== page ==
By Christian Paz Milan Aguirre will be attending Loyola University of Chicago in the fall and will be majoring in Communications with an emphasis on Film and Advertising. “I’ve always wanted to explore the field of Communications,” he said. “My father is a commercial editor, so I’ve grown up being exposed to that kind of thing.” Aguirre said that he wants to explore and learn more about advertising and looks forward to change: “I want to put myself into situations where I don’t necessarily feel comfortable. I believe that it is often in times like those in which opportunities open up and I can meet new people.” Aguirre said that he owes a lot to Loyola, but also wishes for it to grow. He said, “I want to thank Ms. Turner and Mr. Roberts. They are great teachers. However, I do wish that Loyola could expand its film program. I’d like to see some more development in the Fine Arts at Loyola so that the school is tailored to kids that are not necessarily interested in sports."

Bobby Maxey By Casey Olson Next year, Bobby Maxey will be attending Loyola Marymount University (LMU) for a Recording Arts Major. “The idea to go to LMU came from Loyola when I attended the Open House, and the program just blew me away,” said Maxey. “It’s like doing sound for T.V. and movies in postproduction, as well as recording and mixing music, and I have always been really into music so it goes hand-in-hand,”said Maxey.

By Casey Olson Tommy Carver will be attending Emerson College for a Film Production major. “I’ve just always wanted to do a concentrated film program my entire life,” Carver said. “I’ve been making movies since seventh grade and Fr. Quinn’s class also got the wheel turning," said Carver. Carver also plays the drums and plans on starting a band at Emerson with his friends from the Berklee School of Music.

Juan Correa By Christian Paz Juan Correa will be double majoring in Art when he attends Skidmore College in New York next year. He said, “My primary goal is to get an education. I have always enjoyed creating art and I know it is something I wish to do for the rest of my life. I do not know what career I will have in the future, but I want my education in art to be a big part of my career path.” Correa said that he sees a bright future for himself because of the strong foundations that have been built in him by Loyola’s teachers in his time at the school. “I want to thank Ms. Turner, Mrs. Faulkner, and Mr. Beckman, who really supported my art making and pushed me to become a better artist. I truly owe a lot to this school," said Correa.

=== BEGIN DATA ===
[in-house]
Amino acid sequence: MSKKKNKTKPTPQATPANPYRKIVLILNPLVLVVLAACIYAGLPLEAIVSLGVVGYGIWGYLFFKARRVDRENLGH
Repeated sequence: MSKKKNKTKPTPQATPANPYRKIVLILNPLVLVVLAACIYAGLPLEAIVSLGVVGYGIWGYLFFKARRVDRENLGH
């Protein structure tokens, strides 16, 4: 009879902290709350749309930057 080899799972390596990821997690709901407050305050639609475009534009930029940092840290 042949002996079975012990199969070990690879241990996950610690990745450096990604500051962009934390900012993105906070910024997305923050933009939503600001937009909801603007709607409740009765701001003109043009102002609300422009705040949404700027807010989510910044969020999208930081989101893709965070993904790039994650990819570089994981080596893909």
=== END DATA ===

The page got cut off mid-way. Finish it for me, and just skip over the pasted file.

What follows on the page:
Bryan Christensen By Casey Olson

Tyler Givens By Charlie Trepany Tyler Givens will be attending New York University’s Tisch School of the Arts as a Photography major next year. “I want to be a fashion photographer and New York City is the fashion capital of the world, so I felt it was the best place for exposure to the industry,” Givens said. Actually, it was a class at Loyola that gave Givens the inspiration to pursue photography. “My passion for photography started in eighth grade,” Givens explained. “I stopped photography for a while, but my passion was reignited this year after receiving a better critique in AP Studio Art," he said. Givens is excited to go to school in New York, and is eagerly awaiting the next school year.